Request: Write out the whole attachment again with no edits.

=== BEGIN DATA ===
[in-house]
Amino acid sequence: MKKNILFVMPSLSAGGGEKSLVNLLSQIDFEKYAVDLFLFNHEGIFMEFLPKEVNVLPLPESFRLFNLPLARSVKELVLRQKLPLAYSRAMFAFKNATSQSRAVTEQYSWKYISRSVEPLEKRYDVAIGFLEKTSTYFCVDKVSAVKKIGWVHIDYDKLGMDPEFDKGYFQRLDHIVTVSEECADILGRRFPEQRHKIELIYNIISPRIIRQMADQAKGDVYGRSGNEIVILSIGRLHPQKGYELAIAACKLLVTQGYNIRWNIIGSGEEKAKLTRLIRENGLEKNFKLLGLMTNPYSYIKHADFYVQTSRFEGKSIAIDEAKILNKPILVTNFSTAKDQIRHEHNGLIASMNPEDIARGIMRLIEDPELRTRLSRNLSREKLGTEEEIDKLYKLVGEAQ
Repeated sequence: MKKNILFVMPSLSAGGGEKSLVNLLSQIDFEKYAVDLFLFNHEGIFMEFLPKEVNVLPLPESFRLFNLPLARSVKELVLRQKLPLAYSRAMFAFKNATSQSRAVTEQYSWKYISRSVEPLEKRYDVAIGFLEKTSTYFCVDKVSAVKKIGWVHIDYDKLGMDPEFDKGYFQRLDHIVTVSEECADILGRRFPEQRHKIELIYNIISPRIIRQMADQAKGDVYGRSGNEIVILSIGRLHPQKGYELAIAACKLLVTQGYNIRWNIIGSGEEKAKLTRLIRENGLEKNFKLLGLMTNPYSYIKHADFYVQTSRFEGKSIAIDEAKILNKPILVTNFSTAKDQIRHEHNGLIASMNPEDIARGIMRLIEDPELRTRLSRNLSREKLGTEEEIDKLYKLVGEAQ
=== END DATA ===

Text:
[in-house]
Amino acid sequence: MKKNILFVMPSLSAGGGEKSLVNLLSQIDFEKYAVDLFLFNHEGIFMEFLPKEVNVLPLPESFRLFNLPLARSVKELVLRQKLPLAYSRAMFAFKNATSQSRAVTEQYSWKYISRSVEPLEKRYDVAIGFLEKTSTYFCVDKVSAVKKIGWVHIDYDKLGMDPEFDKGYFQRLDHIVTVSEECADILGRRFPEQRHKIELIYNIISPRIIRQMADQAKGDVYGRSGNEIVILSIGRLHPQKGYELAIAACKLLVTQGYNIRWNIIGSGEEKAKLTRLIRENGLEKNFKLLGLMTNPYSYIKHADFYVQTSRFEGKSIAIDEAKILNKPILVTNFSTAKDQIRHEHNGLIASMNPEDIARGIMRLIEDPELRTRLSRNLSREKLGTEEEIDKLYKLVGEAQ
Repeated sequence: MKKNILFVMPSLSAGGGEKSLVNLLSQIDFEKYAVDLFLFNHEGIFMEFLPKEVNVLPLPESFRLFNLPLARSVKELVLRQKLPLAYSRAMFAFKNATSQSRAVTEQYSWKYISRSVEPLEKRYDVAIGFLEKTSTYFCVDKVSAVKKIGWVHIDYDKLGMDPEFDKGYFQRLDHIVTVSEECADILGRRFPEQRHKIELIYNIISPRIIRQMADQAKGDVYGRSGNEIVILSIGRLHPQKGYELAIAACKLLVTQGYNIRWNIIGSGEEKAKLTRLIRENGLEKNFKLLGLMTNPYSYIKHADFYVQTSRFEGKSIAIDEAKILNKPILVTNFSTAKDQIRHEHNGLIASMNPEDIARGIMRLIEDPELRTRLSRNLSREKLGTEEEIDKLYKLVGEAQ